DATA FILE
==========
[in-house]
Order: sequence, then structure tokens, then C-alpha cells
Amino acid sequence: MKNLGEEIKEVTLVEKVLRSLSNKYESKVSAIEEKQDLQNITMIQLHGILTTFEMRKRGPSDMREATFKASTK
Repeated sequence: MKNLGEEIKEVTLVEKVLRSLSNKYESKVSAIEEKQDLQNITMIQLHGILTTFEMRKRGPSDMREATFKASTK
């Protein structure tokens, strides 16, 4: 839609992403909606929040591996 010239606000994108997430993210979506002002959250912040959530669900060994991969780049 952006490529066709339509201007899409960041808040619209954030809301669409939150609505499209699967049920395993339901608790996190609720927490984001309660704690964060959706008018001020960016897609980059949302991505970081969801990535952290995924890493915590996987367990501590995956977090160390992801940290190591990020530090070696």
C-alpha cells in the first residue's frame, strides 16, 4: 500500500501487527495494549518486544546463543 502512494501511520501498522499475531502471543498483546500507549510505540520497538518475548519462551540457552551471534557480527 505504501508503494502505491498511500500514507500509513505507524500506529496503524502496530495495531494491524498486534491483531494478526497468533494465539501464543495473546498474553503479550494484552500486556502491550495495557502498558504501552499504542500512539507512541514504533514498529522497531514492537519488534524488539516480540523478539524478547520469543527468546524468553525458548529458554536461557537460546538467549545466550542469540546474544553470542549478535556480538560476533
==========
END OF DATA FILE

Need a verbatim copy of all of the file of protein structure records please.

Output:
[in-house]
Order: sequence, then structure tokens, then C-alpha cells
Amino acid sequence: MKNLGEEIKEVTLVEKVLRSLSNKYESKVSAIEEKQDLQNITMIQLHGILTTFEMRKRGPSDMREATFKASTK
Repeated sequence: MKNLGEEIKEVTLVEKVLRSLSNKYESKVSAIEEKQDLQNITMIQLHGILTTFEMRKRGPSDMREATFKASTK
């Protein structure tokens, strides 16, 4: 839609992403909606929040591996 010239606000994108997430993210979506002002959250912040959530669900060994991969780049 952006490529066709339509201007899409960041808040619209954030809301669409939150609505499209699967049920395993339901608790996190609720927490984001309660704690964060959706008018001020960016897609980059949302991505970081969801990535952290995924890493915590996987367990501590995956977090160390992801940290190591990020530090070696």
C-alpha cells in the first residue's frame, strides 16, 4: 500500500501487527495494549518486544546463543 502512494501511520501498522499475531502471543498483546500507549510505540520497538518475548519462551540457552551471534557480527 505504501508503494502505491498511500500514507500509513505507524500506529496503524502496530495495531494491524498486534491483531494478526497468533494465539501464543495473546498474553503479550494484552500486556502491550495495557502498558504501552499504542500512539507512541514504533514498529522497531514492537519488534524488539516480540523478539524478547520469543527468546524468553525458548529458554536461557537460546538467549545466550542469540546474544553470542549478535556480538560476533